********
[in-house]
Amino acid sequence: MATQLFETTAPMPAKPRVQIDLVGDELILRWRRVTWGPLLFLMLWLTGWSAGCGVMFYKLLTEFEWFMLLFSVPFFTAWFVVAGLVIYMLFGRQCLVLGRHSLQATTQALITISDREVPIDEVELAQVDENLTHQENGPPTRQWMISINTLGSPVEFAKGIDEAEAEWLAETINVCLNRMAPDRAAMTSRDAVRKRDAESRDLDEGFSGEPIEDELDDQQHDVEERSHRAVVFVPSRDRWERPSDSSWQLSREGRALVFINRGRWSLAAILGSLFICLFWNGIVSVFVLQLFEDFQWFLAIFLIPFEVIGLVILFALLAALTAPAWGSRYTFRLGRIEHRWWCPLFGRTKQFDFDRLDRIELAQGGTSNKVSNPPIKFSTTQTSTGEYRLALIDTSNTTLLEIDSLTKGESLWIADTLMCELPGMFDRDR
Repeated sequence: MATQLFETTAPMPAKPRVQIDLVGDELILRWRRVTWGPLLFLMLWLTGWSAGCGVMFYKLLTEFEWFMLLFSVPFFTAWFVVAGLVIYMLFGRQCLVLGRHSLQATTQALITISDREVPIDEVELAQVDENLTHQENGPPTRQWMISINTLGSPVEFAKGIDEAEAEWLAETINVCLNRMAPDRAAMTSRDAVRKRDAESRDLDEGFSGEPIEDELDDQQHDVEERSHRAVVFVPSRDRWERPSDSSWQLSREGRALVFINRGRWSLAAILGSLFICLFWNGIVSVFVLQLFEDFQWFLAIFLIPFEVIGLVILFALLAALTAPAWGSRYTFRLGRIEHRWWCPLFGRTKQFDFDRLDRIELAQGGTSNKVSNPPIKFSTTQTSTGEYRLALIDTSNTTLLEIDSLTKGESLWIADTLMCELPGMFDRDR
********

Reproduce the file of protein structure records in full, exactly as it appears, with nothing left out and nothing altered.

[in-house]
Amino acid sequence: MATQLFETTAPMPAKPRVQIDLVGDELILRWRRVTWGPLLFLMLWLTGWSAGCGVMFYKLLTEFEWFMLLFSVPFFTAWFVVAGLVIYMLFGRQCLVLGRHSLQATTQALITISDREVPIDEVELAQVDENLTHQENGPPTRQWMISINTLGSPVEFAKGIDEAEAEWLAETINVCLNRMAPDRAAMTSRDAVRKRDAESRDLDEGFSGEPIEDELDDQQHDVEERSHRAVVFVPSRDRWERPSDSSWQLSREGRALVFINRGRWSLAAILGSLFICLFWNGIVSVFVLQLFEDFQWFLAIFLIPFEVIGLVILFALLAALTAPAWGSRYTFRLGRIEHRWWCPLFGRTKQFDFDRLDRIELAQGGTSNKVSNPPIKFSTTQTSTGEYRLALIDTSNTTLLEIDSLTKGESLWIADTLMCELPGMFDRDR
Repeated sequence: MATQLFETTAPMPAKPRVQIDLVGDELILRWRRVTWGPLLFLMLWLTGWSAGCGVMFYKLLTEFEWFMLLFSVPFFTAWFVVAGLVIYMLFGRQCLVLGRHSLQATTQALITISDREVPIDEVELAQVDENLTHQENGPPTRQWMISINTLGSPVEFAKGIDEAEAEWLAETINVCLNRMAPDRAAMTSRDAVRKRDAESRDLDEGFSGEPIEDELDDQQHDVEERSHRAVVFVPSRDRWERPSDSSWQLSREGRALVFINRGRWSLAAILGSLFICLFWNGIVSVFVLQLFEDFQWFLAIFLIPFEVIGLVILFALLAALTAPAWGSRYTFRLGRIEHRWWCPLFGRTKQFDFDRLDRIELAQGGTSNKVSNPPIKFSTTQTSTGEYRLALIDTSNTTLLEIDSLTKGESLWIADTLMCELPGMFDRDR